A Cart for Your Invisible Horse

I started really chewing on class accessibility issues in my work about 6 months after I moved from the Medical Dental Building downtown, to the Pioneer Building in Pioneer Square.

For those who don’t understand Seattle, that’s basically from the hoity toity business and shopping district to the historic bar crawl and stadium area where all the human resources, walk in clinics and homeless shelters are.

For a while, I was my typical entitled self that I was back then, avoiding the beggars on the street, feeling unsafe and deeply inconvenienced by their presence.

Over the course of the years I had my practice in that area, though, I transformed as a person. Some of y’all witnessed that, and know how profound it was.

The last two years I had Artful Touch, one of the biggest road blocks for me was that I wanted my work to be accessible to the types of people who were sleeping on benches in front of my office, not only the types of people who were supporting my businesses existence with their money.

I hadn’t found a way by the time I couldn’t afford, even with help from friends in terms of living situations, to stay in business in Seattle any longer (which, amusingly, coincided with the first year I finally grossed $20k, a long-time goal of mine).

And without my business, I couldn’t afford the office I’d been half living in already, so there went my last semblance of housing as well.

A year ago, almost to the day, was when I packed into the van I’d spent 1/2 of my savings on and left. I’ve spent the last year doing this:

https://www.google.com/maps/d/viewer?hl=en&authuser=0&mid=1Fz43w54SqRabmekWCnNyq4JRY0Y

Before that, I’d spent 6 months living in a friends backyard shed — which, frankly, turned out to be one of the best living situations I’ve ever had.

That year on the road has shown me what a fool I was. And I fear, that in most cases, people tend to remain foolish about this until it or something similar to it happens to them. It’s why it can be so easy to dismiss someone who is houseless for not behaving properly, for not having more than they do.

But I know better now. I know it is virtually impossible to function without shelter, without a place to bathe, without a way to shit. Not just function in terms of being capable and receptive to the type of exploration, trauma recovery and deep work I offered at AT, but just to fucking get the basics covered. Just to make a meal and clean up after yourself. Just to shit into the plastic bag without making a mess in your living room.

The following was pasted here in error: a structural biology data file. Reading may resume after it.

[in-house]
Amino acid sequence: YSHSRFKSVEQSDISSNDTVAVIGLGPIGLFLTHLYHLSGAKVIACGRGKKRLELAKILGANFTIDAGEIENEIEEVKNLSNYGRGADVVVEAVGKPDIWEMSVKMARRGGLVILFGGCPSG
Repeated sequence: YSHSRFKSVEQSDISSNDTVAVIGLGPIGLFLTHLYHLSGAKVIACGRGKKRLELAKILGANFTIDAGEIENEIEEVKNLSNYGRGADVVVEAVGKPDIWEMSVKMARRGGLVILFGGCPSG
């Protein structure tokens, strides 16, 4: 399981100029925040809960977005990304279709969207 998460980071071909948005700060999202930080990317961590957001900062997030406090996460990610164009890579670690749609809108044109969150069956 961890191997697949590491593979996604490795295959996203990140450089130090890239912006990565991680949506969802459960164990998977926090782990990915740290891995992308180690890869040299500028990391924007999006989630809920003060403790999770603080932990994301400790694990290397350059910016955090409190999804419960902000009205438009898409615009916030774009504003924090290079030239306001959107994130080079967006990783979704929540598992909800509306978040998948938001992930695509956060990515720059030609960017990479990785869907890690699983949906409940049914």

I learned this when, after being on the road 6 months or so, and not even actually hurting for industrialized comforts much via couch surfing and guest rooms and room and board via summer job, I understood how much my production rate would have to change now that I did not have a stable housing situation anymore.

I realized I couldn’t belt out the paintings and the albums and the performances like I had been able to in the past. That I needed a lot more sleep, I needed more down time that wasn’t sleep, and I had been too hard on myself for not producing as much or excelling as quickly as I wanted.

And this was BEFORE I started really living in that van, really experiencing what it was like to wake up with a start at 3 in the morning HAVING to shit and having nowhere to do it but hanging my ass out the side of my house and picking up my turd from the side walk. Experiencing the dichotomy of wanting to use sustainable methods of handling my period but having no running water. Having most of my entire world revolving around how to manage the blood when the days came. Sleeping in layers and layers of clothing and not being able to stand upright.

And this was while I HAD a place to retreat to, that was mine, and relatively safe, and warm when I wanted to put in the effort.

I am understanding another layer of this now that I am in a stationary room again for a while, and noticing how I am EXPLODING with patreon updates, the amount of energy I have now, how much less I stress about managing basic tasks, how much less time it takes to accomplish things when I don’t have to set up and tear down hunched over in a living space the size of a couch every time.

I was a fool, thinking that my desire to work with the homeless and addicted represented for me anything much more than the guilt I felt by participating in the offering of classist, privileged healing work.

I’ve stopped wondering how I can transcend a persons need for shelter and food in order to contribute to their development as people.

I get that the houseless don’t need massages or hugs or one of my cow chip cookies to thrive as human beings again. That’s the shit I needed to feel better about what I had that they did not.

It’s not just the social stigma the houseless face, the little cuts of every clumsy swishypants white girl that tries to see them as people but fails, that keep them from overcoming their traumatic circumstances. I mean, I knew that. But now I KNOW that.

I’ve stopped wondering how I can swoop in and create a magical illusionary container of safety for people who have none. Especially as someone who barely has that container for themselves. The houseless need fucking *houses*.

Now, I wonder more about what little thing I could start to do, about that.



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